Fourpence (British coin)
|Value||1/ pound sterling|
|Years of minting||1836–1855, 1888|
|Design||Profile of the monarch (William IV design shown)|
The pre-decimal fourpence (4d), sometimes known as a groat (from Dutch grootpennig = "big penny") or fourpenny bit, was a coin worth one sixtieth of a pound sterling, or four pence. The coin was also known as a joey after the MP Joseph Hume, who spoke in favour of its introduction. It was a revival of the pre-Union coin.
Before Decimal Day in 1971 there were two hundred and forty pence in one pound sterling. Twelve pence made a shilling, and twenty shillings made a pound. Values less than a pound were usually written in terms of shillings and pence, e.g. forty-two pence would be three shillings and six pence (3/6), abbreviated to "three and six" in common speech. Values of less than a shilling were simply written in terms of pence, e.g. eight pence would be 8d.
The prospect of the introduction of a general circulation fourpence coin was raised in 1835, when the MP Joseph Hume spoke in Parliament in favour of its introduction. His reasoning was that the coin was convenient for paying cab fares. The coin was first introduced in 1836, but proved unpopular with cab drivers as they now simply received a fourpence as payment, whereas previously they would often receive a sixpence without the demand for change.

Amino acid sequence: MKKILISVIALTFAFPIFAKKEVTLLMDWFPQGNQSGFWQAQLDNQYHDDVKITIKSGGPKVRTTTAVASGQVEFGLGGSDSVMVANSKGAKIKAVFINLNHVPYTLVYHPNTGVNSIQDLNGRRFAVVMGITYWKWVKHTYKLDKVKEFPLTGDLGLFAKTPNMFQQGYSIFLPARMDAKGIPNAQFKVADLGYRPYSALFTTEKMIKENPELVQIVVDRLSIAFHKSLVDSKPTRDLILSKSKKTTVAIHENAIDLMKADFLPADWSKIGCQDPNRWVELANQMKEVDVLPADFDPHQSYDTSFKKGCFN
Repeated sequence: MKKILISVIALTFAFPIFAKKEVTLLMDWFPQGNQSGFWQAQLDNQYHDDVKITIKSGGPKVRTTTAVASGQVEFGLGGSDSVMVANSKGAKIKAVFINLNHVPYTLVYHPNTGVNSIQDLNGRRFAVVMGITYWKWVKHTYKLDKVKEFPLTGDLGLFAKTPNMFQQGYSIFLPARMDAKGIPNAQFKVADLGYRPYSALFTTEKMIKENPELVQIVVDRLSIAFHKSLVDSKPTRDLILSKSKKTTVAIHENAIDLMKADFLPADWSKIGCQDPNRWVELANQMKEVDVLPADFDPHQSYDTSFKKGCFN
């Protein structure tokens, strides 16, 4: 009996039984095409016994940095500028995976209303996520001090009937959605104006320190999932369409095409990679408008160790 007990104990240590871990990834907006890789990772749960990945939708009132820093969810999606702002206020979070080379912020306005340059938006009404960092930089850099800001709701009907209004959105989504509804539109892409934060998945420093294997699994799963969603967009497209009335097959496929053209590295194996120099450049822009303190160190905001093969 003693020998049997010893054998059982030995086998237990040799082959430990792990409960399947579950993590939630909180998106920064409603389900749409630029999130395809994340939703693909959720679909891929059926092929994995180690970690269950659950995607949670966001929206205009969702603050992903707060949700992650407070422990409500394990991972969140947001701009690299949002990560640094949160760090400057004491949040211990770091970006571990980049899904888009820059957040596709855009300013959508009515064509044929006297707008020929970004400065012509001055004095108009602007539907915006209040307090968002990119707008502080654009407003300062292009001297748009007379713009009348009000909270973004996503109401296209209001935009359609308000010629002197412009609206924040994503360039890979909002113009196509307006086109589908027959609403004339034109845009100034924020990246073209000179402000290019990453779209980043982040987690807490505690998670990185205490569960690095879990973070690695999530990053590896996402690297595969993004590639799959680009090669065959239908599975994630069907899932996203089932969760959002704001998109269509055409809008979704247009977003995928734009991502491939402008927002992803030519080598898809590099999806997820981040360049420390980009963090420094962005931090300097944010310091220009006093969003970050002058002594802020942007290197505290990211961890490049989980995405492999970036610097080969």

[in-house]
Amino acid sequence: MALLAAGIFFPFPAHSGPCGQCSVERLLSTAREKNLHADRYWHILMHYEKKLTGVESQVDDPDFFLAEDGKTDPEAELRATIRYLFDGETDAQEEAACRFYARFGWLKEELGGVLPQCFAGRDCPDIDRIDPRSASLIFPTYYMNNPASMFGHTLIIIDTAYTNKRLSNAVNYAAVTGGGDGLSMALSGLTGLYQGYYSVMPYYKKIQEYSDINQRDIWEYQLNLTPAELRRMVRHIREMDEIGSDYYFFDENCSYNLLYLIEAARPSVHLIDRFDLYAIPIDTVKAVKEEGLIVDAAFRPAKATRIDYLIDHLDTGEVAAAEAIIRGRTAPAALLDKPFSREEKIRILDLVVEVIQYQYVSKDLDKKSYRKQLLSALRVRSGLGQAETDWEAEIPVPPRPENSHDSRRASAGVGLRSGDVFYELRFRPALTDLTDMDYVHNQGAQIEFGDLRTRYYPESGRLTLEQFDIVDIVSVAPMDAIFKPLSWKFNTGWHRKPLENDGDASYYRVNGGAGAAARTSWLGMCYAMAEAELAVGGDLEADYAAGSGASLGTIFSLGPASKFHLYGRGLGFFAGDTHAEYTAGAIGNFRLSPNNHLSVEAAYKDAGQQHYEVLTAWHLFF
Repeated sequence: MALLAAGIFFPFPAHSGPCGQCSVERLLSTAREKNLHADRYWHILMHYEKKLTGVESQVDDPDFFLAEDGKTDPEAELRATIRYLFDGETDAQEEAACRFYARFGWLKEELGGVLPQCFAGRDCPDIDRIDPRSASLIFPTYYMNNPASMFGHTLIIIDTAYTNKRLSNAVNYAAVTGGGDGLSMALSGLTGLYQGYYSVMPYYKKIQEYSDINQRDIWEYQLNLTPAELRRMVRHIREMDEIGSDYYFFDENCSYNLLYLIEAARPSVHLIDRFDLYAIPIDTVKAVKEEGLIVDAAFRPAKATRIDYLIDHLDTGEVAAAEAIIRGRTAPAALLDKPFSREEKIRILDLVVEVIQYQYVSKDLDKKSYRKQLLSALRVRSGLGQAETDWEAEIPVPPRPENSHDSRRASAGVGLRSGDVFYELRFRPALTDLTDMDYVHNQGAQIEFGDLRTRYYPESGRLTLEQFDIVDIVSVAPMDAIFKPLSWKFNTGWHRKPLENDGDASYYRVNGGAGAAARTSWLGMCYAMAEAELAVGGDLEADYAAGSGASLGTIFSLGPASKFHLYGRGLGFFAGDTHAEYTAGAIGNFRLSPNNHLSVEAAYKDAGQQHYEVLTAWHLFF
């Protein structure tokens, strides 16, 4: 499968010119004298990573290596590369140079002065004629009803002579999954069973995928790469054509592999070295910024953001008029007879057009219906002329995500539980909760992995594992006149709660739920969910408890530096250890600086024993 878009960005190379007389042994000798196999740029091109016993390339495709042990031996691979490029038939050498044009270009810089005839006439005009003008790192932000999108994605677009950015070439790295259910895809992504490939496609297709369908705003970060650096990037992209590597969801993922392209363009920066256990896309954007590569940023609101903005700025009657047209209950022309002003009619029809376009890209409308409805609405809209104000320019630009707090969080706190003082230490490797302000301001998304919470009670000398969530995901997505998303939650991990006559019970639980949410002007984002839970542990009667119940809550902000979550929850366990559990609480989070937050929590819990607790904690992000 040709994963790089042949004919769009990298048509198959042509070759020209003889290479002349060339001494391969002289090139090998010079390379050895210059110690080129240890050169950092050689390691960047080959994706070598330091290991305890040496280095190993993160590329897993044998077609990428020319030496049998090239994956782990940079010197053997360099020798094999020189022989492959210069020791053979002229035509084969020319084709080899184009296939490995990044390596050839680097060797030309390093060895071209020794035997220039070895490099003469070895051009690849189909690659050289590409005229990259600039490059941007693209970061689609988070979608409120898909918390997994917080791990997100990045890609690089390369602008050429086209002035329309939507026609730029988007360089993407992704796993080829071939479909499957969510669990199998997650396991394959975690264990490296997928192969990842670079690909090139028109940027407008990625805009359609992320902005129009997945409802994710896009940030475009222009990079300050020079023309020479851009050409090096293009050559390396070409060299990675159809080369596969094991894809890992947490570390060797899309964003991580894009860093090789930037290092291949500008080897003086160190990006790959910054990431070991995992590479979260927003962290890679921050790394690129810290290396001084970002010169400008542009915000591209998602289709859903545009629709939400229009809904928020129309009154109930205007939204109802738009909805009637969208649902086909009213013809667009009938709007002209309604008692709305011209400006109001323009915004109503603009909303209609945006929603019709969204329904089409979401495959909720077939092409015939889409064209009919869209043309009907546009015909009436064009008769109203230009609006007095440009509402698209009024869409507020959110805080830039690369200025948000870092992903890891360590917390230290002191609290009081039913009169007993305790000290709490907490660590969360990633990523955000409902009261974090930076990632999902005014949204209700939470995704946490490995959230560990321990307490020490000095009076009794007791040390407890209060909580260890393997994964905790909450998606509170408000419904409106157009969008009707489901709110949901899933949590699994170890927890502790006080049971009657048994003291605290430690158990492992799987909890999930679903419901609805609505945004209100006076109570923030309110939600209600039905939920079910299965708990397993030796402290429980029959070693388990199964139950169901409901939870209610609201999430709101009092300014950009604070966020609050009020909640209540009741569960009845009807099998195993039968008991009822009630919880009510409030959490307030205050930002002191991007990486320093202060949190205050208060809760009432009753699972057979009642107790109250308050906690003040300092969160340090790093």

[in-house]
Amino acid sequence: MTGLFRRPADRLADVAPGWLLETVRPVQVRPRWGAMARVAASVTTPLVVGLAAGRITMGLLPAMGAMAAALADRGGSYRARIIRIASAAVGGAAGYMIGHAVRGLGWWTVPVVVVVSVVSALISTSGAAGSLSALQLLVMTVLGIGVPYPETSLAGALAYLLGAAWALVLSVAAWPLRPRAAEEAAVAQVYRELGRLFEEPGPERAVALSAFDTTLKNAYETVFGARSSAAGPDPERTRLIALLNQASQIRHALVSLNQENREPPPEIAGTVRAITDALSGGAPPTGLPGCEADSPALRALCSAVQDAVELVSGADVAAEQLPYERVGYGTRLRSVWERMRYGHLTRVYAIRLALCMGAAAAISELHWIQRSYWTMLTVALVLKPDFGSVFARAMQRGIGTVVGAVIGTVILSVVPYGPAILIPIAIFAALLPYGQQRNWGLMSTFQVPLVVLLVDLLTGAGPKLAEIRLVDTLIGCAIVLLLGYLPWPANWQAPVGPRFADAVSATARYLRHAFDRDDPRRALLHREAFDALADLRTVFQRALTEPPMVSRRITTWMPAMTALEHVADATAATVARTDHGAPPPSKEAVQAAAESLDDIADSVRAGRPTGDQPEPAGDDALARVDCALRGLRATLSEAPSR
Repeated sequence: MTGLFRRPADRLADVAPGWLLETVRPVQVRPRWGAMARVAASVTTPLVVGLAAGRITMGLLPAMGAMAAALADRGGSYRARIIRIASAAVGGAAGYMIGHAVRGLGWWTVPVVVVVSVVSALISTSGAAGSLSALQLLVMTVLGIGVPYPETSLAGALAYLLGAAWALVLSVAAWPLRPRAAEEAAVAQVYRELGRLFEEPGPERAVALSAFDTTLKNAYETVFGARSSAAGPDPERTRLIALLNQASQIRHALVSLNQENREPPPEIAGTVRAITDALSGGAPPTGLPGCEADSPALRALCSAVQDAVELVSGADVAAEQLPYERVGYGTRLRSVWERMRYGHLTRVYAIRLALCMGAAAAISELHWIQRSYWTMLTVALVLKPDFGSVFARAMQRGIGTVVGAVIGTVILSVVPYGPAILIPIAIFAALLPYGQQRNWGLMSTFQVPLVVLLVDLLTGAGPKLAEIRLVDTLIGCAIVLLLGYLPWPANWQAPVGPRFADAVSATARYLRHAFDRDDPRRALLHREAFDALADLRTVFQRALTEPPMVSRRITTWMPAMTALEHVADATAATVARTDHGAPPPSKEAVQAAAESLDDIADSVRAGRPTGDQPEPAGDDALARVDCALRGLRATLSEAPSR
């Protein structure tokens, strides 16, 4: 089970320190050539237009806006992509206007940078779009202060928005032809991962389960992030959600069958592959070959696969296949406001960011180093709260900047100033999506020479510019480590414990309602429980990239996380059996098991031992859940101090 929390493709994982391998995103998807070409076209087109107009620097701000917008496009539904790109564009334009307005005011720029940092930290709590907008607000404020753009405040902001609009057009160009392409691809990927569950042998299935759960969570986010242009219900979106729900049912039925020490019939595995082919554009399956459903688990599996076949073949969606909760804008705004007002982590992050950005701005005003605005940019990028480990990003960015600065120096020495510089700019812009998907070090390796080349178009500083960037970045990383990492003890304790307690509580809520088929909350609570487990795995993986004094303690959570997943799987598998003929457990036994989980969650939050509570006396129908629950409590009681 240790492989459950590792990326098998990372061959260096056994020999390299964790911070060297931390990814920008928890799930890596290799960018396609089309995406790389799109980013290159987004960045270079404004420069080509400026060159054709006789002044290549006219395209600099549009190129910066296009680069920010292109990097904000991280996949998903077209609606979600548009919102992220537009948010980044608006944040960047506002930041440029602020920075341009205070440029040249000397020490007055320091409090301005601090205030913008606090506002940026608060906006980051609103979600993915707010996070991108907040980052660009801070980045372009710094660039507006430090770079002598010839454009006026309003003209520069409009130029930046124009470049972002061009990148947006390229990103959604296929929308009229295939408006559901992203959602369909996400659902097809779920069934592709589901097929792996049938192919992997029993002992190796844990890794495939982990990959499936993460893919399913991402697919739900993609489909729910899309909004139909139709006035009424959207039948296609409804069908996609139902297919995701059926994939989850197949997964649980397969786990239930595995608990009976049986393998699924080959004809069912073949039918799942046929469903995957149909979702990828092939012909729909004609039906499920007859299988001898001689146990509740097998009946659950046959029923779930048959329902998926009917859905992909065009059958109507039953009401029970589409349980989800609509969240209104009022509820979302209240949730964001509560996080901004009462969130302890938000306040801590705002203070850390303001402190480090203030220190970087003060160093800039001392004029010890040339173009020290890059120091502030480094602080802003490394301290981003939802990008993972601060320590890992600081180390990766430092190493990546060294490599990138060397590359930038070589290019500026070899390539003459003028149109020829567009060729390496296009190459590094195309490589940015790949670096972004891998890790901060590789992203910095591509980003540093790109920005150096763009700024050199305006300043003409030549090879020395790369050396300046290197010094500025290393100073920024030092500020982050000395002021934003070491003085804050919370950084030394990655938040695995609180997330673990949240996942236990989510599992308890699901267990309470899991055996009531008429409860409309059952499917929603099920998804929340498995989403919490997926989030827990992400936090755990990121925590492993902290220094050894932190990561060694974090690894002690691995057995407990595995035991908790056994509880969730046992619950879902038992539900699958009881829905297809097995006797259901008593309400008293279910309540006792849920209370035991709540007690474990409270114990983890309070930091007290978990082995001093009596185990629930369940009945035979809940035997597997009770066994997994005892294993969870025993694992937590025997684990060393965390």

The threepence was introduced in 1845 to "afford additional convenience for the purpose of change". This new coin proved much more popular than the fourpence, and by the early 1850s it was decided there was no need for both coins. The final regular issue of groats was made in 1855, although proofs were minted in 1857 and 1862. In 1888 a special request was made for a colonial variety to be minted for use in British Guiana and the British West Indies. The groat remained in circulation in British Guiana until that territory adopted the decimal system in 1955.
The original reverse of the 1836 version of the coin, designed by William Wyon, is a seated Britannia, holding a trident, with the words FOUR PENCE to each side. Two different obverses were used during the mintage of this coin. Wyon's likeness of William IV appeared in 1836 and 1837, surrounded by the inscription GULIELMUS IIII D G BRITANNIAR REX F D. Groats bearing the likeness of Victoria were issued from late 1837 onwards, also designed by Wyon, with the inscription VICTORIA D G BRITANNIAR REGINA F D. Those fourpences minted in 1888 bear the "jubilee head" of Victoria, designed by Joseph Boehm – the reverse is unchanged.
There also exists a pattern coin, dated 1836, which bears the same obverse as the William IV issue coins, but has a different reverse, designed by William Wyon, which has the inscription 4p instead of the words FOUR PENCE.
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